New York Giant linebacker Dan Lloyd battled injuries and illnesses, including a bout with a cancer called lymphocytic lymphoma, which he won. However, many of the other players didn’t want to be near him because his injuries and illnesses reminded them that the same things could happen to them. One day, he was sitting in the back of the team bus—alone, because no one wanted to sit near him. He loudly shouted, “What’s the matter? Have I got cancer or something?” His teammates laughed, and then several players moved to the back of the team bus to keep him company.

The mother of Sarah Hughes, the gold-winning medalist in women’s figure skating at the 2002 Winter Olympic Games, overcame breast cancer. When she told Sarah and her other children about the breast cancer, Sarah was confident that her mother could overcome the disease. After all, Olympic gold medalist Scott Hamilton had overcome testicular cancer with chemotherapy. Sarah’s mother said, “I wanted to call up Scott Hamilton and just kiss him. Someone my daughter knew of and admired so much had been through cancer and beat it.”

Apparent setbacks may not be true setbacks. In the United States, Mary Anthony once danced some difficult steps well at a rehearsal for the musical Touch and Go, which was choreographed by Helen Tamiris. Ms. Anthony kept dancing the difficult steps and suddenly she heard a crack like a board being broken, but it was her foot that was broken—in two places. She was not able to dance in Touch and Go, but the musical’s director, George Abbott, witnessed her injury and was so impressed by her dedication that he asked her to stage the musical in London.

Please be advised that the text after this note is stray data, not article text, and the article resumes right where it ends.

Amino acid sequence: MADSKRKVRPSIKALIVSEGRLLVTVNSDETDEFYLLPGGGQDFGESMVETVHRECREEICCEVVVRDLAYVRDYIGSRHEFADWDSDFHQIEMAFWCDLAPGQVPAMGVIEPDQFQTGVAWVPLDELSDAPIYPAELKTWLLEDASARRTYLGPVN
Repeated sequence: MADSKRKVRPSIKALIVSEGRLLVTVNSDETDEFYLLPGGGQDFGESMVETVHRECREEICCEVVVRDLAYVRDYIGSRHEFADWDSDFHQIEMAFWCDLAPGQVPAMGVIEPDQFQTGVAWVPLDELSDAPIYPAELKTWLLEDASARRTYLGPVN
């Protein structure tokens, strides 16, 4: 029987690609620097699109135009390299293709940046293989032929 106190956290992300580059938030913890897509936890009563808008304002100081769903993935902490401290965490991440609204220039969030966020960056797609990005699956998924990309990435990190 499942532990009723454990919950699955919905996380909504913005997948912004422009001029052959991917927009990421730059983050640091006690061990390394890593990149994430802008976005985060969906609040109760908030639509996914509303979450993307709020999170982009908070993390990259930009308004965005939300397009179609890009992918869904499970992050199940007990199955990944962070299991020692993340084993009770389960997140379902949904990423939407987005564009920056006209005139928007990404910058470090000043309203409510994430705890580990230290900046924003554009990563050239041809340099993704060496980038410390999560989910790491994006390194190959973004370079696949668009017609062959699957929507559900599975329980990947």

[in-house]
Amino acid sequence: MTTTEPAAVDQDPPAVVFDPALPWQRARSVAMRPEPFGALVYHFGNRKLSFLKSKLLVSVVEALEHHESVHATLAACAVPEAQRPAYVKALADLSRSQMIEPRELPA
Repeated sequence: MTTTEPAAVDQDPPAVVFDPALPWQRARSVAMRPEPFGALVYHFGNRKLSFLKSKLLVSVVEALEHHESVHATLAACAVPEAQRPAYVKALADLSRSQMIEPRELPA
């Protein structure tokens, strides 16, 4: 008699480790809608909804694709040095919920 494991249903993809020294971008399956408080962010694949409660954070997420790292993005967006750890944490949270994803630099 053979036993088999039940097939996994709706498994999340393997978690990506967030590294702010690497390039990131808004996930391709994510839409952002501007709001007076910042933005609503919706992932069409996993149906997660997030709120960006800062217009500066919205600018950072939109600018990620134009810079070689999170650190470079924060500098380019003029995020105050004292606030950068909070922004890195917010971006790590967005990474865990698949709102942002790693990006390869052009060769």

Stan and Jan Berenstain are the creators of the Berenstain Bears. As you would expect, they both liked to draw from an early age. When Jan was a little girl in elementary school, she broke her collarbone play-wrestling with another girl. The doctor put her arm in a sling and told not to use that arm for a while. Because Jan liked drawing, when it came time for art class she tried to take her arm out of the sling so she could draw, but her teacher made put her arm back in the sling. Jan read a book while everyone else drew.

Conductor Jeffrey Tate suffers from spina bifida and kypho-scoliosis, which have caused his curved spine. His mother, of course, had hoped for an entirely healthy baby, and after he was born, she wondered why God had allowed this to happen. Unfortunately, a local vicar told her, “You know, if your faith were strong enough, Jeffrey would be made whole.” Of course, she did not return to that church until years afterward.

Elsie De Wolfe was an excellent interior decorator. When she was dying, she went to the hospital, where she was appalled by the decor. How appalled was she? She redecorated — and billed the hospital for her services.

Heinrich Conried’s love of rich food did affect his life negatively in one way. He kept a box of bicarbonate of soda near him, and occasionally after dinner, he would reach for the box and say, “This is my lifesaver!”

Copyright by Bruce D. Bruce; All Rights Reserved